Thread Number: 40931
help! maytag wringer washers??
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Post# 605600   6/22/2012 at 12:32 (2,191 days old) by kelly (Missouri)        

I'm brand new to this forum and I was wanting to purchase a maytag wringer washer...I really like the models J or N? For the experts...what is the benefits of one over the other? Why do some have turquoise accents and some have red? What is the difference in J and J2L? Any help would be appreciated :)

Post# 605652 , Reply# 1   6/22/2012 at 18:38 (2,191 days old) by Kenmore71 (Minneapolis, MN)        

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Here's my take on this whole issue...

I don't think there are really any advantages or disadvantages per-se between the J and N. The J had an 18 gallon square tub and the N had a 16 gallon round tub. So, the washing capacity of the N is slightly less that that of the J but not really enough of a difference to be significant to a collector/hobbyist.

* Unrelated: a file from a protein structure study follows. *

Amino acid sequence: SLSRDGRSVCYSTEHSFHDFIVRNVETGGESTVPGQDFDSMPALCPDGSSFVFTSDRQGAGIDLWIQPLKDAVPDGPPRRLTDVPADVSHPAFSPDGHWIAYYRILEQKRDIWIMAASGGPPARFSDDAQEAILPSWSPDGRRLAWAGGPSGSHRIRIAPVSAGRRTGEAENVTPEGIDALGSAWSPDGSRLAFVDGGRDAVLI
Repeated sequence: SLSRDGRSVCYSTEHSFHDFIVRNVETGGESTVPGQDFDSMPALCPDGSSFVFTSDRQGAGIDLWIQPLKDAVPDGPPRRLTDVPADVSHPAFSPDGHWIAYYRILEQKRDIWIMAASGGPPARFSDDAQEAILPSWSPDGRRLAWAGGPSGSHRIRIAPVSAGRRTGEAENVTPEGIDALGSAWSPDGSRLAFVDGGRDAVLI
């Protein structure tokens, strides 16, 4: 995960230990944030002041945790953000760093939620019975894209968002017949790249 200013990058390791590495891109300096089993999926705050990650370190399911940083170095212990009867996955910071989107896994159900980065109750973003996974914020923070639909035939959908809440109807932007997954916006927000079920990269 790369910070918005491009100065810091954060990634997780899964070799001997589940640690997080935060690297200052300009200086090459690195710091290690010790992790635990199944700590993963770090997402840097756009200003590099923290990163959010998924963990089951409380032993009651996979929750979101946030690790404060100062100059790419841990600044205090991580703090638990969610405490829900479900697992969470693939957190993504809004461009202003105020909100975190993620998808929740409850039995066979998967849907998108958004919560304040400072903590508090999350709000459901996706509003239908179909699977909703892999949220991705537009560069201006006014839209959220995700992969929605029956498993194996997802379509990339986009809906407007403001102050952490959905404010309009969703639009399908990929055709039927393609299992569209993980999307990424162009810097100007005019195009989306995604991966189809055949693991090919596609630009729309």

The red "trimmed" machine were made between 1940 and 1965. The turquoise "trim" machines were made from 1966 until 1982.

The actual model numbering system is a bit confusing. Technically speaking (with a few minor exceptions) machines that were actually called a model "J" or "N" were only made from 1939-41. After WWII (again with a few minor exceptions which are too complicated to explain here) all models had a "2" after the letter number.

Here's a breakdown of a model number for a N2LP (there are still plenty of these around)
"N" is model number
"2" is post WWII
"L" is electric motor
"P" is for water pump (the lack of a "P" means it DOESN'T have the pump)

Here's another (this machine likely never existed): J2MPS
"J" is model number
"2" is post-WWII
"M" is "Multi-Matic" gasoline motor
"S" is for wringer safety pedal (introduced in the late 60s, there were LOTS of "E2LS" & "E2LPS" machines made in the 1970s and sold to old ladies who needed one last wringer machine before they died, my grandmother included!)